prison, incarceration, women prisoners, mothers, education, parenting programs


This scoping review addresses the question, what are the outcomes of existing prison parenting education programs for women experiencing incarceration and what can we learn? The framework used was based on the Preferred Reporting Items for Systematic Reviews and Meta-Analyses extension for Scoping Reviews (PRISMA-ScR). Significant positive changes were identified after attending prison parenting programs and women generally provided positive feedback about their experiences however, there were also insights into the distress caused. The content covered in the programs is also explored. In conclusion, prison can be an opportunity for parenting education and support although currently the best way to provide this support to women has not been established. This review gives insight to those wanting to develop a parenting program specifically for women.

Author Bio

Belinda Lovell (corresponding author) has twelve years’ experience as a clinical nurse and midwife, experience in clinical teaching, University teaching, research and parent education. She has a Master’s degree and is currently undertaking a PhD at the University of South Australia. PhD candidate, BNurs, MMid, IBLCE.

Dr. Angela Brown is the Clinical Program Coordinator at UniSA, Board Director for The Australian College of Midwives and Midwifery representative for RANZCOG's Women's Health Committee. She has twenty years of experience as a Clinical Midwife and Clinical Nurse (acute care). Her research interests include cultural safety and equitable health outcomes for Aboriginal women and babies, refugee health and wellbeing, development of evidence based obstetric guidelines and respectful maternity care. BNurs, BMid, MMid, MBA, PhD.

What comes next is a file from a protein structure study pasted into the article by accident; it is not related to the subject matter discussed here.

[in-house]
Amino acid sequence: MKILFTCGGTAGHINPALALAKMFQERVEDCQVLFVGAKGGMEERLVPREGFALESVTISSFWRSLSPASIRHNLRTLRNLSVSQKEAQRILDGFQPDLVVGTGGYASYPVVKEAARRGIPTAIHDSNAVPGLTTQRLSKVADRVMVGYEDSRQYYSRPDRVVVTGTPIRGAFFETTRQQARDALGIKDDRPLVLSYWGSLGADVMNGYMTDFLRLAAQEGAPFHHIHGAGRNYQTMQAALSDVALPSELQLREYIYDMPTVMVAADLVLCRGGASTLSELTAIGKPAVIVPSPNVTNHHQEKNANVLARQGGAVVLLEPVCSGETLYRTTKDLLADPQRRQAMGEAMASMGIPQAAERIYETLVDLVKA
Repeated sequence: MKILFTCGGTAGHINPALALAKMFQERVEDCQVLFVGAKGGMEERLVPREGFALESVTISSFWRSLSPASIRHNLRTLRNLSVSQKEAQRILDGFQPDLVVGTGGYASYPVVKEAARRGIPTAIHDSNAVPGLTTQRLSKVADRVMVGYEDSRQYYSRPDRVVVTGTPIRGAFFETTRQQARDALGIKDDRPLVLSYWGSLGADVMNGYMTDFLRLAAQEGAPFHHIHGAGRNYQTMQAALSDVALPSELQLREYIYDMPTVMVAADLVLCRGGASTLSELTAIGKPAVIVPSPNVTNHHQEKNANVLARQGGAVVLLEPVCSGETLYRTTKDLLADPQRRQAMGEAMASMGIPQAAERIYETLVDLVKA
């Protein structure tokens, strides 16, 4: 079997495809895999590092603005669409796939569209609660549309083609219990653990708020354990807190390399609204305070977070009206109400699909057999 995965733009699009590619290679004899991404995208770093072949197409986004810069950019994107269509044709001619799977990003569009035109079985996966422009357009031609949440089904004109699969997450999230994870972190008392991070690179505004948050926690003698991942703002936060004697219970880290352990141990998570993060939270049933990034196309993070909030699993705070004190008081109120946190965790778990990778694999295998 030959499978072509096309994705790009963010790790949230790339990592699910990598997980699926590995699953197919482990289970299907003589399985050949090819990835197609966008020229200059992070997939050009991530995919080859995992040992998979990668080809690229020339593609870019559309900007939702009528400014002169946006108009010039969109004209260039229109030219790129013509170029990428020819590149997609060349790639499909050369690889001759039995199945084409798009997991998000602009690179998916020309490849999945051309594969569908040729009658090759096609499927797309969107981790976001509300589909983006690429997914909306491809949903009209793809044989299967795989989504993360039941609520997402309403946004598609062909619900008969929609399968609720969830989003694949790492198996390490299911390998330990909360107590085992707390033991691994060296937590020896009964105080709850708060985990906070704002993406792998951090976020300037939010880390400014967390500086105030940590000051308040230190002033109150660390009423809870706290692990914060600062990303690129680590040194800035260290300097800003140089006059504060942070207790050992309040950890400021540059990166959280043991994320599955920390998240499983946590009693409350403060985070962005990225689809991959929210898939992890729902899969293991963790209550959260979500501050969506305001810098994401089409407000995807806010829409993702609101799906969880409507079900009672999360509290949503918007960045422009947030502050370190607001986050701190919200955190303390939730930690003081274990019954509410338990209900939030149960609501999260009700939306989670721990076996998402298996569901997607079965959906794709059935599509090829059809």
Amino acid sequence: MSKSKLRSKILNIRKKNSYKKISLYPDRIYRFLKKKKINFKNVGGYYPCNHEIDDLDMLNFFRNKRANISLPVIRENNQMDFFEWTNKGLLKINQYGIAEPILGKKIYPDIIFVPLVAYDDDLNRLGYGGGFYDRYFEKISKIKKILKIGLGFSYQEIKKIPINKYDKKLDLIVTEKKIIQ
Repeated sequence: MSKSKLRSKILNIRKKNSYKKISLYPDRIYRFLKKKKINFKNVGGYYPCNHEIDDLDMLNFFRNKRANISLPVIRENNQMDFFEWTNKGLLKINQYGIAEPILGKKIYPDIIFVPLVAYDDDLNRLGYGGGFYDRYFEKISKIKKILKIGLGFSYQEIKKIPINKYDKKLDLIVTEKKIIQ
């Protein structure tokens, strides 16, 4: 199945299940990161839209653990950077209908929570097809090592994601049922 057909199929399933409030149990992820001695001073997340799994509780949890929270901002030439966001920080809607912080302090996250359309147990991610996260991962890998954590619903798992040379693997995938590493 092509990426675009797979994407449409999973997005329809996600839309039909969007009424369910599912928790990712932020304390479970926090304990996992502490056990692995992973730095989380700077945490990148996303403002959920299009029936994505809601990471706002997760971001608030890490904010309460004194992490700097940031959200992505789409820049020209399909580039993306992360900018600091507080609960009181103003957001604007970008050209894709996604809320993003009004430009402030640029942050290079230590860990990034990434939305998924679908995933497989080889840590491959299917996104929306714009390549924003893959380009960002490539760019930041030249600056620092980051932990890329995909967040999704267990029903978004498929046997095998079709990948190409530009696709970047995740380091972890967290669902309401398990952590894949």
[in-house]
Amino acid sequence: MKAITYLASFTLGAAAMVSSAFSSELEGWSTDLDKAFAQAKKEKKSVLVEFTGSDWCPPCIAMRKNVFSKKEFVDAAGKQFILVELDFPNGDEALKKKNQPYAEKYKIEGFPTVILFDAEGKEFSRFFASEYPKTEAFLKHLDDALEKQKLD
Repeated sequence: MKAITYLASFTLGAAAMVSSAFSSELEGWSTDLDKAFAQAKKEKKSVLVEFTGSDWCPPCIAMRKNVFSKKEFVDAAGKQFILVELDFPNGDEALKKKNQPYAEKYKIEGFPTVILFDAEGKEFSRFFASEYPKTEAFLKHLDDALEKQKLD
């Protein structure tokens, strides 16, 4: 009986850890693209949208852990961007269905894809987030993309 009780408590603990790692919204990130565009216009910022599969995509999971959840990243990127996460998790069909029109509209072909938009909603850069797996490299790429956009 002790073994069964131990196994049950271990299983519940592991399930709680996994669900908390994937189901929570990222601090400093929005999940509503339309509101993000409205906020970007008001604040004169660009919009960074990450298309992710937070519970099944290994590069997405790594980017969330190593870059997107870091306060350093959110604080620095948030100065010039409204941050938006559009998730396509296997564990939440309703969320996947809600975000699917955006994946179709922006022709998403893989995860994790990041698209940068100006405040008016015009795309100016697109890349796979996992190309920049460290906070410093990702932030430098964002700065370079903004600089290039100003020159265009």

Professor Adrian Esterman is the Professor of Biostatistics and Foundation Chair of Biostatistics. He is the author of over 350 publications with an h-index of 60. Adrian provides advice on biostatistics and epidemiology to researchers in the Division of Health Sciences at the University of South Australia. He is the Chief Investigator on several research grants and has supervised 25 PhD students successfully to completion with two students winning the university prize for best thesis. PhD, MSc, BSc (hons), FACE, DLSHTM.

Professor Mary Steen has over 35 years clinical experience as a midwife and nurse and is a health educator and researcher. She is Chair of the Mothers, Babies and Families Research Group at UniSA and facilitates the promotion of research and scholarly activities, both nationally and internationally. She has presented at numerous national and international conferences, written over 100 peer reviewed articles (86 as first author), 18 chapters and authored, edited and contributed to a variety of books with interest in midwifery care, women’s health, family health, maternal health and well-being, healthy eating and lifestyles, managing emotions, family relationships; engaging fathers, parenting and family violence.


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Creative Commons Attribution 4.0 International License
This work is licensed under a Creative Commons Attribution 4.0 International License.


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